From early on, it felt like FWK was using openness as a marketing gimmick. I actually loved the idea of their iTunes-like model, where they try to upsell students on $0.99 add ons like quizzes and worksheets, while giving the book away for free. But I found it horribly frustrating that they had their open content intentionally set up to be difficult to move off their platform. Open licenses give four basic rights: reuse, revise, remix, and redistribute. FWK's platform made redistribution nearly impossible. Their "Make it your own" platform allowed for remix, but only within the confines of their system. Any other use required extensive copy-paste or web crawlers. Legal and allowable, but annoying.
In some ways, I feel that FWK's move to charge for their content is more in line with how they were running things already. I am concerned about what they are going to do with their license. As David Wiley noted recently, the area of charging for open content is a "no man's land," since if someone were to pay to access the content, the user would have rights to copy that content and share it outside the paywall. However, if you read Jacky Hood's comments, featured on FWK's blog, she writes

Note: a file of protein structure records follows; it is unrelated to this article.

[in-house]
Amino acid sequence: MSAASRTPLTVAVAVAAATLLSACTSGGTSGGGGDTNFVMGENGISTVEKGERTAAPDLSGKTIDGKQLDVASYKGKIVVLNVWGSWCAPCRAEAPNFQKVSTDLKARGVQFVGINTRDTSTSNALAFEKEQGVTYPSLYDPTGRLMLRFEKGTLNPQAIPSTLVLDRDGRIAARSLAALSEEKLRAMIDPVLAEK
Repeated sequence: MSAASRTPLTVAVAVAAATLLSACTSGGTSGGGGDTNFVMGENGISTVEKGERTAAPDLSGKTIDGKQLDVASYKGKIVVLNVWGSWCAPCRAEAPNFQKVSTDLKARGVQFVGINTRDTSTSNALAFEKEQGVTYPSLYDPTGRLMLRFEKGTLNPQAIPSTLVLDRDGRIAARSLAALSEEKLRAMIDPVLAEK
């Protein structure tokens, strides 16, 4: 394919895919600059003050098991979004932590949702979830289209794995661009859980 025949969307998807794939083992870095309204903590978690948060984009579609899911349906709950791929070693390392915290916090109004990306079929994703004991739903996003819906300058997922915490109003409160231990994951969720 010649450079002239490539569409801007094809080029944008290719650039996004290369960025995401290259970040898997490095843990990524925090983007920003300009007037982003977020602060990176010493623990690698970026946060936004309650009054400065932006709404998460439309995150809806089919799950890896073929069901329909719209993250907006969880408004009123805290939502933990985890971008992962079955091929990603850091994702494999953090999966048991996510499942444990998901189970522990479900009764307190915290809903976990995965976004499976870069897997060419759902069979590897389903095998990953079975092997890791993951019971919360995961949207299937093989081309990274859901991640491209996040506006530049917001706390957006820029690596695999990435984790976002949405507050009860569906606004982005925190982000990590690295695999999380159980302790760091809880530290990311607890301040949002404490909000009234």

We also believe that open materials are ‘free to be improved’, not necessarily ‘free of charge.’ [...] While some thought leaders would prefer that all materials be licensed CC BY without additional restrictions (NC, ND) and without cost, Creative Commons licensing allows both restrictions and payments.While she is right, of course, that CC licenses allows NC restrictions and allows for collection of payments, it does not allow for FWK to prevent distribution outside their paywall.
In their original announcement, FWK said
To most of you, what matters is not how we license our content, but what you can do with it. [...] there are some licensing issues and options that we are currently discussing with our own advisors, as well as leaders from Creative Commons and other OER organizations. We will share more details as decisions are made.Personally, I don't see what all the fuss is about. If FWK owns the copyright to their works, then they can grant users the right to make changes to it, with or without an open license. Publishers have been doing this for years, albeit not to the same depth of changes. Michael Boezi expressed that a dual license had been considered, but this wouldn't prevent faculty from redistributing the content they were granted a CC license to. I really don't see how they can avoid dropping the CC license at this point. If anything, putting CC content behind a paywall would just encourage redistribution outside of their system, undercutting their sales opportunities.
Mind you, I'm very happy FWK will continue to offer low cost textbooks - that is a very good thing, and will hopefully have a positive effect on the market. But I feel kind of bad for all the open textbook advocate groups that worked so hard to make FWK what it is today, who now will have to go purge all those FWK off their open textbook lists.